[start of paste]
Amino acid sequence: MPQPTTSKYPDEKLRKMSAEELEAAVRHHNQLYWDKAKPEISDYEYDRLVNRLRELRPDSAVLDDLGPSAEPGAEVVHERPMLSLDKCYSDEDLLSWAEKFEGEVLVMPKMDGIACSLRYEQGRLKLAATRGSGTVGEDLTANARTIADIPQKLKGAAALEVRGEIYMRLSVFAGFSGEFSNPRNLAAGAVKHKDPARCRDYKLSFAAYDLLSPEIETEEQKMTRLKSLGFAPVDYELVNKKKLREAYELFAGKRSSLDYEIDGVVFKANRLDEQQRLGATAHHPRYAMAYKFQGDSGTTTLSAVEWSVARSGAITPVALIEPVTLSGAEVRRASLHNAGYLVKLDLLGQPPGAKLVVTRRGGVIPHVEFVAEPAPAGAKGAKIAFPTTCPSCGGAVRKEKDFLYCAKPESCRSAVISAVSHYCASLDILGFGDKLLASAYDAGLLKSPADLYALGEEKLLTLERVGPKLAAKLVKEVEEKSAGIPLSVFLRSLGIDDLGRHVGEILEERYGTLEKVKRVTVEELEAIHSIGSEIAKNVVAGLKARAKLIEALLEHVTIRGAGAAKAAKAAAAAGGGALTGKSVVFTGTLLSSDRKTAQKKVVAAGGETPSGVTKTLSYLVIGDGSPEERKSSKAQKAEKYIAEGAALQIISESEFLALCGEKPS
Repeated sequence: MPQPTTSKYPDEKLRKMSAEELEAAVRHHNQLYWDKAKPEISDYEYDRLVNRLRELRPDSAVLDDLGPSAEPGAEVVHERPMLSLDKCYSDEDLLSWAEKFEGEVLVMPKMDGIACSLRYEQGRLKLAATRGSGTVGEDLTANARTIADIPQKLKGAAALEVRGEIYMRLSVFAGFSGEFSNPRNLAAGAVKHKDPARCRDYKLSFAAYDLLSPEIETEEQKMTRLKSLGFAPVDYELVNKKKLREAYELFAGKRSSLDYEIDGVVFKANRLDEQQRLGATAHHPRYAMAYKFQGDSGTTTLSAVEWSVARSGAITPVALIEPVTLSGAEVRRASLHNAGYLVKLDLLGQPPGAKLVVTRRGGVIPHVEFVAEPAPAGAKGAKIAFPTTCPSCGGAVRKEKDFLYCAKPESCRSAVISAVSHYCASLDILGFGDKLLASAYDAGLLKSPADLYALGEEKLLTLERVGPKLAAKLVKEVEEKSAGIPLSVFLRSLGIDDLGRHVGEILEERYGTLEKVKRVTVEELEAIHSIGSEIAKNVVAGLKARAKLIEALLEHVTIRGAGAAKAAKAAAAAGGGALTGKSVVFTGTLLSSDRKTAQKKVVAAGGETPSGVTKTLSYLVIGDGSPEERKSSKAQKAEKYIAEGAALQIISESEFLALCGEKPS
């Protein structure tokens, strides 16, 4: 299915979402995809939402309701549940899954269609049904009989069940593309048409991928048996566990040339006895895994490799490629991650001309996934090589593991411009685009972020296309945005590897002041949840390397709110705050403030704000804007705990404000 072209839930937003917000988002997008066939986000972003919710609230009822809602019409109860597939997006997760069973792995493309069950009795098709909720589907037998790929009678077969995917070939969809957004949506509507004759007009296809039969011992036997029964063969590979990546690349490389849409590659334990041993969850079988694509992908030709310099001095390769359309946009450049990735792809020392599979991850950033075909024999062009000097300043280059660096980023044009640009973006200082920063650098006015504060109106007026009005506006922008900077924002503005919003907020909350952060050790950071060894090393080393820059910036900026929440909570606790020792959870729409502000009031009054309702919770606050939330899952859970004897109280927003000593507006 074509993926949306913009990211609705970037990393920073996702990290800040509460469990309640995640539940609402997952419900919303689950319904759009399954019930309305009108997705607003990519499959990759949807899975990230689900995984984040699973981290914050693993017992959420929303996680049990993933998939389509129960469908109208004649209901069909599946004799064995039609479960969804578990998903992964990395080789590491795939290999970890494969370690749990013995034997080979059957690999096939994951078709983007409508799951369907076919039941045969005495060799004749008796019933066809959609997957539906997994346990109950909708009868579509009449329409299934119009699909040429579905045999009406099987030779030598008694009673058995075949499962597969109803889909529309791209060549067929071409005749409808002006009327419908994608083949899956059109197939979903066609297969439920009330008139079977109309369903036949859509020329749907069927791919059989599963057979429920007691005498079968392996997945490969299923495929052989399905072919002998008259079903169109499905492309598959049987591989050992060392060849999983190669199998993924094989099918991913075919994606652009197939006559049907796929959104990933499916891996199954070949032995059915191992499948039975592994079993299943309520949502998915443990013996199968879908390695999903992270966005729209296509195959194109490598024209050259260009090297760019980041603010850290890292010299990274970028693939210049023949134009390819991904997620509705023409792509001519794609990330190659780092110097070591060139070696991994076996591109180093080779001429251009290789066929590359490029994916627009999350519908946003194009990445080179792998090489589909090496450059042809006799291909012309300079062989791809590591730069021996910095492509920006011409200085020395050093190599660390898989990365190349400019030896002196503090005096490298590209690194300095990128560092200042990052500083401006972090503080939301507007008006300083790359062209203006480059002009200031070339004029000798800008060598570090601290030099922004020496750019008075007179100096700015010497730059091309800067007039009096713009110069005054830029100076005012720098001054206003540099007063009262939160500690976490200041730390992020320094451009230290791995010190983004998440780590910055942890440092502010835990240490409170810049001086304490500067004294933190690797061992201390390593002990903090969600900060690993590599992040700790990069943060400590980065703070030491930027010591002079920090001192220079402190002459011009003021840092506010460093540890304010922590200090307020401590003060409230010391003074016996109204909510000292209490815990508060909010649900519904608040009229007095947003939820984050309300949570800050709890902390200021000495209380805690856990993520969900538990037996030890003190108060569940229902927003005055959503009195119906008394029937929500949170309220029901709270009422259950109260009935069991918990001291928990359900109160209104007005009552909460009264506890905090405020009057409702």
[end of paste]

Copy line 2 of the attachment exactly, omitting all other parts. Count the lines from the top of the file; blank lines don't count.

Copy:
Repeated sequence: MPQPTTSKYPDEKLRKMSAEELEAAVRHHNQLYWDKAKPEISDYEYDRLVNRLRELRPDSAVLDDLGPSAEPGAEVVHERPMLSLDKCYSDEDLLSWAEKFEGEVLVMPKMDGIACSLRYEQGRLKLAATRGSGTVGEDLTANARTIADIPQKLKGAAALEVRGEIYMRLSVFAGFSGEFSNPRNLAAGAVKHKDPARCRDYKLSFAAYDLLSPEIETEEQKMTRLKSLGFAPVDYELVNKKKLREAYELFAGKRSSLDYEIDGVVFKANRLDEQQRLGATAHHPRYAMAYKFQGDSGTTTLSAVEWSVARSGAITPVALIEPVTLSGAEVRRASLHNAGYLVKLDLLGQPPGAKLVVTRRGGVIPHVEFVAEPAPAGAKGAKIAFPTTCPSCGGAVRKEKDFLYCAKPESCRSAVISAVSHYCASLDILGFGDKLLASAYDAGLLKSPADLYALGEEKLLTLERVGPKLAAKLVKEVEEKSAGIPLSVFLRSLGIDDLGRHVGEILEERYGTLEKVKRVTVEELEAIHSIGSEIAKNVVAGLKARAKLIEALLEHVTIRGAGAAKAAKAAAAAGGGALTGKSVVFTGTLLSSDRKTAQKKVVAAGGETPSGVTKTLSYLVIGDGSPEERKSSKAQKAEKYIAEGAALQIISESEFLALCGEKPS